The purpose behind this project is the database for the Android and iPhone Quote of the Day app. This page essentially pulls the same information and behaves the same as the apps. It was necessary to get this page up and running before even beginning work on the apps.
This page is 100% complete. As of 9/21/2017, both of the mobile apps are complete too.
Social icons appear here
NEW: I have created a Twitter Bot for this. If you don't want to download the app, you can follow the Twitter account, and get your daily quote there.Follow @DPQuoteOfTheDay
Current status of the apps - 08-15-2017: Android App is 100% finished.
Current status of the apps - 09-21-2017: iOS App is 100% finished. Apple has approved the app.
I tried to get the apps to look and behave exactly the same. And they are pretty close. The only real differences are as follows:
An Application Programming Interface is an interface or communication protocol between a client and a server intended to simplify the building of client-side software. In short, if you need to perform the same function over and over again, like pulling a record from a database, it is sensible to write a single API that can be called from anywhere at any time, that does nothing but return the desired result.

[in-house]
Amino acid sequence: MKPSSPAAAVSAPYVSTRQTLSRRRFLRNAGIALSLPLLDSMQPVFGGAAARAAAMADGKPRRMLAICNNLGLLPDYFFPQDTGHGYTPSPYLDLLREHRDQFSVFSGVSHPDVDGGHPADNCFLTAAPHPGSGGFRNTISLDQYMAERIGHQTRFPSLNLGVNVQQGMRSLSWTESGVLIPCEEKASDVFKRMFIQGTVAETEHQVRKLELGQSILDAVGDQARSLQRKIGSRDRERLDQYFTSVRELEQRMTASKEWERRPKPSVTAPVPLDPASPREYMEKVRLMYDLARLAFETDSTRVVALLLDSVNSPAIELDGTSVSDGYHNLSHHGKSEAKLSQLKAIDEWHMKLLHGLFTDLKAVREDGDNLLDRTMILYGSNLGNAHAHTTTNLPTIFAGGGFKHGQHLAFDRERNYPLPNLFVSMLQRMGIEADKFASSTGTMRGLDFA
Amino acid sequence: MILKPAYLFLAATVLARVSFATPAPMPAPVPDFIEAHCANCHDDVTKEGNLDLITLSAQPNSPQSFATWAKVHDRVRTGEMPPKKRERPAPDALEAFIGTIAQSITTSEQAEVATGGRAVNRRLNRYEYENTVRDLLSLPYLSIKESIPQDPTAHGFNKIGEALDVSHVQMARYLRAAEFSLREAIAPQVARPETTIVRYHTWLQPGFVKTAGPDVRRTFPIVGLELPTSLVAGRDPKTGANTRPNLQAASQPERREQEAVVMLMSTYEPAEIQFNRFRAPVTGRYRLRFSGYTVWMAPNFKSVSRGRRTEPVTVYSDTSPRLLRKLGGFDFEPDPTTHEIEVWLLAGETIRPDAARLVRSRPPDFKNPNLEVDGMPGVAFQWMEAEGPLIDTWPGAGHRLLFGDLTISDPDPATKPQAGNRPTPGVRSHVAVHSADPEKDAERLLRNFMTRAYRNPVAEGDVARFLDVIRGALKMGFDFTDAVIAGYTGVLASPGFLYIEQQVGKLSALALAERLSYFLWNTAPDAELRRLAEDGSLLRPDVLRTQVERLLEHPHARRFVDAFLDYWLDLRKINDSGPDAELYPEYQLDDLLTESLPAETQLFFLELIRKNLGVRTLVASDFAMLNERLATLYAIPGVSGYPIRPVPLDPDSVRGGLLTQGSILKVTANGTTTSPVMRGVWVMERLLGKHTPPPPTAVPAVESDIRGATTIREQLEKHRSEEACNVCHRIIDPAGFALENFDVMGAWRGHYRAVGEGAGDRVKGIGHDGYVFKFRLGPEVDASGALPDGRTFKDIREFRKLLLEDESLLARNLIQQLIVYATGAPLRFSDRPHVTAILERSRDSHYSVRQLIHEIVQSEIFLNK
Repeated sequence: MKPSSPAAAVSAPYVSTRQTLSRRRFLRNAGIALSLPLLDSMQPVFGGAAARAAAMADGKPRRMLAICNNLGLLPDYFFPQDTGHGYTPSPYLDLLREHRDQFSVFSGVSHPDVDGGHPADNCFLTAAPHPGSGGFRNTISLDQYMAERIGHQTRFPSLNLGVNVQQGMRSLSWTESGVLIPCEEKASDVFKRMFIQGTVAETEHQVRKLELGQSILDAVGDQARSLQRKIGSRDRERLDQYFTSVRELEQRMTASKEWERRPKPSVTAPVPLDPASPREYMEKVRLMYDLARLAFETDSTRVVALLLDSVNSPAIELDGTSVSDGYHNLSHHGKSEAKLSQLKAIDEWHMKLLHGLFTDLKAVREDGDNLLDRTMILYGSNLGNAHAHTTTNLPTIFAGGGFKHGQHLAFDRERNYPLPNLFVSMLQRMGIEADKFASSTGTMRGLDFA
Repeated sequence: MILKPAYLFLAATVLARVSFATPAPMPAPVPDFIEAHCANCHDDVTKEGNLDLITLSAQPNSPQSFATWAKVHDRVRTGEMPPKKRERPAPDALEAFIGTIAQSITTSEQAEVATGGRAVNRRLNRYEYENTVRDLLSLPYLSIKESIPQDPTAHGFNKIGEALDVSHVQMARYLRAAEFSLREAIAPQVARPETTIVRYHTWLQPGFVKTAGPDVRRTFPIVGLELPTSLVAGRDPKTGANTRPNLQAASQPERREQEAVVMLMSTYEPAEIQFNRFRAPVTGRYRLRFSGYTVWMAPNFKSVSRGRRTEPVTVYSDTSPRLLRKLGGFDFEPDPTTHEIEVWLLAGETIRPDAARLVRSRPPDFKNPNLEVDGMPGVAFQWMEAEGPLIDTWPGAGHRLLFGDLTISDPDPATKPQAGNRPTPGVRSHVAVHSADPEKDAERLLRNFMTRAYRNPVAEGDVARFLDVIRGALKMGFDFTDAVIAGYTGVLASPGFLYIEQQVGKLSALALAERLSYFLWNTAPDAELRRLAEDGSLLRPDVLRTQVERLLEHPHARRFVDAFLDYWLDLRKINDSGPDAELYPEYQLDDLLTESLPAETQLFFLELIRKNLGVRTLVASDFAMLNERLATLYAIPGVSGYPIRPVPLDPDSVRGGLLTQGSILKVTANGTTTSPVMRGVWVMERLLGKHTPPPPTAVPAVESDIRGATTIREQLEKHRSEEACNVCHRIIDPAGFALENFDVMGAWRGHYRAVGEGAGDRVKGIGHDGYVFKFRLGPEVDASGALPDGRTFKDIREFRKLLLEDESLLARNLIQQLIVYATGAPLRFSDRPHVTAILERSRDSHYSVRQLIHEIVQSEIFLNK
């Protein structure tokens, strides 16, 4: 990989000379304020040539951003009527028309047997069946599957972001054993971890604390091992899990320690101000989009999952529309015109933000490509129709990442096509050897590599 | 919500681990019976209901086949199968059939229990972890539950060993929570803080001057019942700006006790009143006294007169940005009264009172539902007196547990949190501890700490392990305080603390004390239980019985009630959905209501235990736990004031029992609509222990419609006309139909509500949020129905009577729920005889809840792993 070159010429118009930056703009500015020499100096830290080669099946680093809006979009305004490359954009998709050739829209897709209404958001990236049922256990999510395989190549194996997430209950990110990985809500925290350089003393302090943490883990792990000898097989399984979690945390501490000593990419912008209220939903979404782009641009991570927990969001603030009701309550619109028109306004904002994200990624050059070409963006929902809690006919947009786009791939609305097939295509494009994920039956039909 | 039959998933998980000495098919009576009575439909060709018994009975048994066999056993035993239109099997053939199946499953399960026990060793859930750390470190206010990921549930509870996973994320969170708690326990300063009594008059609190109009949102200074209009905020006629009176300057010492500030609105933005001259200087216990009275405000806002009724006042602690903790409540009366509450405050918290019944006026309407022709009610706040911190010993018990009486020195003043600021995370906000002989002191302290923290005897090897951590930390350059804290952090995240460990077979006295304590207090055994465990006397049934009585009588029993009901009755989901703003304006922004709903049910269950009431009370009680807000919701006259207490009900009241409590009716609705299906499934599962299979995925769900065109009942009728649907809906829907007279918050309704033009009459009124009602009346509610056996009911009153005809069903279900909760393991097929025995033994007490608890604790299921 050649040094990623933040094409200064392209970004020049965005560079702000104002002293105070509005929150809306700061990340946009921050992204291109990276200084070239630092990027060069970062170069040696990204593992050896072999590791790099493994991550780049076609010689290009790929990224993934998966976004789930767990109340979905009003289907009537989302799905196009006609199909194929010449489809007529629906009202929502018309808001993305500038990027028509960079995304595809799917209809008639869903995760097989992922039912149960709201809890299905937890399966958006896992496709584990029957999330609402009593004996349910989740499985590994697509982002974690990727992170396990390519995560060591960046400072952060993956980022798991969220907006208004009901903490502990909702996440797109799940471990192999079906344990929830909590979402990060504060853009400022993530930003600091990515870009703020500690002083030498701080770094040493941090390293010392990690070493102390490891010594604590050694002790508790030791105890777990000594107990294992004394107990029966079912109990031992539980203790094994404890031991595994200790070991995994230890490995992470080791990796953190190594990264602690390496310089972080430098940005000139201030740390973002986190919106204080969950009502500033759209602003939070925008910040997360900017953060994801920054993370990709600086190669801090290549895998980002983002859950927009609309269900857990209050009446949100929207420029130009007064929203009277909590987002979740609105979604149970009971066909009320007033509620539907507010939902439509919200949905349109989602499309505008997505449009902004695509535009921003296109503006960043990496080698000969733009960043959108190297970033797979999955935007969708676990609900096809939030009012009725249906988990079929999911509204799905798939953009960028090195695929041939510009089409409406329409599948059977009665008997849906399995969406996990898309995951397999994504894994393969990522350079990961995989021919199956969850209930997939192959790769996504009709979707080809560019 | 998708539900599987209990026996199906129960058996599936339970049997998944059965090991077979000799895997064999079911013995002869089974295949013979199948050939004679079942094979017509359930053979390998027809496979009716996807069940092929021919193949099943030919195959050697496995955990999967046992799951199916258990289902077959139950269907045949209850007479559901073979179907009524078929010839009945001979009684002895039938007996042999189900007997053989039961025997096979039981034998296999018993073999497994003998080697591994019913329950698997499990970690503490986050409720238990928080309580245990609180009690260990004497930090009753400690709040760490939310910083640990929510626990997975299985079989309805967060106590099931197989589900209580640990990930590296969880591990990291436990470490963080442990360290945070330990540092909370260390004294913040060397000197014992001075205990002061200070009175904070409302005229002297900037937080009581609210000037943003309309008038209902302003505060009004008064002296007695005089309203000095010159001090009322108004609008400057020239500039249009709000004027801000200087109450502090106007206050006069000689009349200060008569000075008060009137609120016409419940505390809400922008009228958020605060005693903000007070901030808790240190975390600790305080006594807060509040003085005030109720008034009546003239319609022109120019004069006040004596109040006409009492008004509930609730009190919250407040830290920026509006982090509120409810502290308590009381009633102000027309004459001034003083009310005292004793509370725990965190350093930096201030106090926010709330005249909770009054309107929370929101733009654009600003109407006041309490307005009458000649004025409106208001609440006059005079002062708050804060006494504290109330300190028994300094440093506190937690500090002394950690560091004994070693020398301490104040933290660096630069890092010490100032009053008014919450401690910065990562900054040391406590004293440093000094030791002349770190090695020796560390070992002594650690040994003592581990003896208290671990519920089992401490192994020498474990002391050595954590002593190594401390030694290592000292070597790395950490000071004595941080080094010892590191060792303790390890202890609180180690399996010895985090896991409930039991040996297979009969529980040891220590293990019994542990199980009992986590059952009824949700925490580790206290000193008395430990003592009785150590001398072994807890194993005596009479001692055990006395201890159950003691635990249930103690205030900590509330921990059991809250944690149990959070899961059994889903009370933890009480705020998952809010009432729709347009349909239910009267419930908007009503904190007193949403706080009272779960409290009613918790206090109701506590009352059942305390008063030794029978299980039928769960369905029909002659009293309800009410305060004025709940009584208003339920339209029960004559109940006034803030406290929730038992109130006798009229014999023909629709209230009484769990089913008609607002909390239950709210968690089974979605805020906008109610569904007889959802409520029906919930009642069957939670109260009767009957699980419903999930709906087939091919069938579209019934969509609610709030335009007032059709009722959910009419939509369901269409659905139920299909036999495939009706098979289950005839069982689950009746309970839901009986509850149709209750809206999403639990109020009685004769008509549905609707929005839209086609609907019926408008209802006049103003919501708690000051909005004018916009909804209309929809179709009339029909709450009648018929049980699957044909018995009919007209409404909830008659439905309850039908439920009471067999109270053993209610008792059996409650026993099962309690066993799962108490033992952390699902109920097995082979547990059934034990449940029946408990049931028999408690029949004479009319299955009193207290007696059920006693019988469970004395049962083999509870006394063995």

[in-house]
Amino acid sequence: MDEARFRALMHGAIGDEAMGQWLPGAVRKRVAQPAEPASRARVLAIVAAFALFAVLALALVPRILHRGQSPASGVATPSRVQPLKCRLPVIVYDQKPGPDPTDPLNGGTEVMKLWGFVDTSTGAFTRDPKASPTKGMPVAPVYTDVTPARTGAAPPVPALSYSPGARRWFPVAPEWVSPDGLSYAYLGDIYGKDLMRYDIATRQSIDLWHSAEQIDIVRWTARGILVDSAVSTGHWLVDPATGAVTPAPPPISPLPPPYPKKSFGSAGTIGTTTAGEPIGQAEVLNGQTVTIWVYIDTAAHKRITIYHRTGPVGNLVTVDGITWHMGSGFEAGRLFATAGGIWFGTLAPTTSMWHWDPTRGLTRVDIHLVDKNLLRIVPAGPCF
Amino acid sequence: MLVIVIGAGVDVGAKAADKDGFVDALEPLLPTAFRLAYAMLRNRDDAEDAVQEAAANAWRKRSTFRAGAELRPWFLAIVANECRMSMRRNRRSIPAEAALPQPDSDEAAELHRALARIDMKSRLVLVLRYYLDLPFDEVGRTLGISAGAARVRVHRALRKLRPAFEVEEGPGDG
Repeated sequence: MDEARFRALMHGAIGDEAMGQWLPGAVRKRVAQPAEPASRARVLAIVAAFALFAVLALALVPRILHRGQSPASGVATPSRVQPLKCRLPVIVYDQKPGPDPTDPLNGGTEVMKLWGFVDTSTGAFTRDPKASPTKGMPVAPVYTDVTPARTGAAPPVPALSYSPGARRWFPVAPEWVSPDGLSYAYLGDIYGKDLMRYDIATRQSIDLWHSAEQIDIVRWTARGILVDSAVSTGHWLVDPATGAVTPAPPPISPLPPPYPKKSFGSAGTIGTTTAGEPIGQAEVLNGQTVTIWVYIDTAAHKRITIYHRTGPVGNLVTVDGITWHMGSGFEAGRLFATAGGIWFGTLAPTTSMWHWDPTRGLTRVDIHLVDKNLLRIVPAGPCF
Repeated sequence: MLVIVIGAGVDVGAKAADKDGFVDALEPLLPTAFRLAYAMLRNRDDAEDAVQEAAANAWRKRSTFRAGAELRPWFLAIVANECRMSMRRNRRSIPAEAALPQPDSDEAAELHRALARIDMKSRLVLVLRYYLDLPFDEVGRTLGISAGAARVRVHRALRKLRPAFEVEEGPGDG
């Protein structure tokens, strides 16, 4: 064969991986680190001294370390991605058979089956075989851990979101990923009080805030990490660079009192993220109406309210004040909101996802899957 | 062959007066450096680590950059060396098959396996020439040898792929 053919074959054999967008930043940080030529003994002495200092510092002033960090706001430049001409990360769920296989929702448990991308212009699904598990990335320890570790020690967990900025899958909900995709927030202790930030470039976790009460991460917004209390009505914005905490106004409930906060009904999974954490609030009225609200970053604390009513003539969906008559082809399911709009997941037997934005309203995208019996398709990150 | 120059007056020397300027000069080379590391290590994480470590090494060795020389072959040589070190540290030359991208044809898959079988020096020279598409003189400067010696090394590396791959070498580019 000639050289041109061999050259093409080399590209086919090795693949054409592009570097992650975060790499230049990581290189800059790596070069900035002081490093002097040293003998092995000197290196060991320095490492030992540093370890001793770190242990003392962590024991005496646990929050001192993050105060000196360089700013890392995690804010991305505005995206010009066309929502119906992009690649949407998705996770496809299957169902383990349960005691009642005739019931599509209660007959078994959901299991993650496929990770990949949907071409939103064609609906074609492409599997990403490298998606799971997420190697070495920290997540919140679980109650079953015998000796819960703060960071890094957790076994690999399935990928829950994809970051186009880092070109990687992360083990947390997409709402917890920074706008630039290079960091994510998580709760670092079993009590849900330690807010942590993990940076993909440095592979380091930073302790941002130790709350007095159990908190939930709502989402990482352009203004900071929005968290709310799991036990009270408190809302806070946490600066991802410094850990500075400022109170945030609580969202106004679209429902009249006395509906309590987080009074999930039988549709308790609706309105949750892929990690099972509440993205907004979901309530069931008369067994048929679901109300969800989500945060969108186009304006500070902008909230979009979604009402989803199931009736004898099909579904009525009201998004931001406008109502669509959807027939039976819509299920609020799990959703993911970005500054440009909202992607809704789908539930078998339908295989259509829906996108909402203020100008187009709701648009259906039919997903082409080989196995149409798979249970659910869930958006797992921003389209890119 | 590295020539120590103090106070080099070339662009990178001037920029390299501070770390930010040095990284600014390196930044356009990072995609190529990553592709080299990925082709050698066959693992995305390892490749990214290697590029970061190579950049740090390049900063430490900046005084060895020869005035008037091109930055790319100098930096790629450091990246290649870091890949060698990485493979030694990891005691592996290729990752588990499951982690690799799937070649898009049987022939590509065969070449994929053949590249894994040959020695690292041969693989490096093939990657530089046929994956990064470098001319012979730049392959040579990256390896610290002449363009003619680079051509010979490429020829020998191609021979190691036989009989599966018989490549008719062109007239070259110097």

We are making the API that makes this thing run open to anyone that wants to use it. The database now holds some 4 years worth of quotes. And there are always more coming in. Users submit new quotes about as often as I do. I have already used this project for a number of things, and I suspect that people would probably find it useful for their own projects. So we are allowing the API to be used openly. As long as this service doesn't get abused, it will remain free for the foreseeable future.
The link to call the API is:
Running the API right now will return the JSON:
[["462","In the end, everything is a gag.","Charlie Chaplin","Gabriel Robins","2017-07-24 00:00:00","","Internet","2020-09-20","http:\/\/www.cs.virginia.edu\/~robins\/quotes.html","Wisdom"]]
The argument "echoquote=2" tells the API to return just today. If you use "echoquote=3", it will return 30 days worth. It starts with today minus 1 week and goes out 3 weeks. The following code really only addresses a single quote. If you wish to use the 30-day version, modify the code to utilize the entire array, rather than just element .
This is easier than it sounds because it's already an array. You just need to know what the elements are:
3: Attributed to
4: Date Entered
7: Date FOR (today's date)
8: Link for attribution
The output can look like this:
Code for this:
Since I used PHP to call up the JSON, I used a PHP variable $quoteIs